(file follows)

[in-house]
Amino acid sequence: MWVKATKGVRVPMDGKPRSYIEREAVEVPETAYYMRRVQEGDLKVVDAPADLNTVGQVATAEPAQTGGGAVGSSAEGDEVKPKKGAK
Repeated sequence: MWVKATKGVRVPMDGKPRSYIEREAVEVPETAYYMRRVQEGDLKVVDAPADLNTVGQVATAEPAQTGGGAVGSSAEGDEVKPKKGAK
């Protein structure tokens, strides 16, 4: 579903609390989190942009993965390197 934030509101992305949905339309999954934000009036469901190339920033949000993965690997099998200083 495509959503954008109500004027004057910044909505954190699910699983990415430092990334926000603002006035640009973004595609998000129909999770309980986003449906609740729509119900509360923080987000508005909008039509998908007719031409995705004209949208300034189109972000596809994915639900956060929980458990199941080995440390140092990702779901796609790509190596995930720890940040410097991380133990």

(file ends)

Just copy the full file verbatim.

[in-house]
Amino acid sequence: MWVKATKGVRVPMDGKPRSYIEREAVEVPETAYYMRRVQEGDLKVVDAPADLNTVGQVATAEPAQTGGGAVGSSAEGDEVKPKKGAK
Repeated sequence: MWVKATKGVRVPMDGKPRSYIEREAVEVPETAYYMRRVQEGDLKVVDAPADLNTVGQVATAEPAQTGGGAVGSSAEGDEVKPKKGAK
């Protein structure tokens, strides 16, 4: 579903609390989190942009993965390197 934030509101992305949905339309999954934000009036469901190339920033949000993965690997099998200083 495509959503954008109500004027004057910044909505954190699910699983990415430092990334926000603002006035640009973004595609998000129909999770309980986003449906609740729509119900509360923080987000508005909008039509998908007719031409995705004209949208300034189109972000596809994915639900956060929980458990199941080995440390140092990702779901796609790509190596995930720890940040410097991380133990």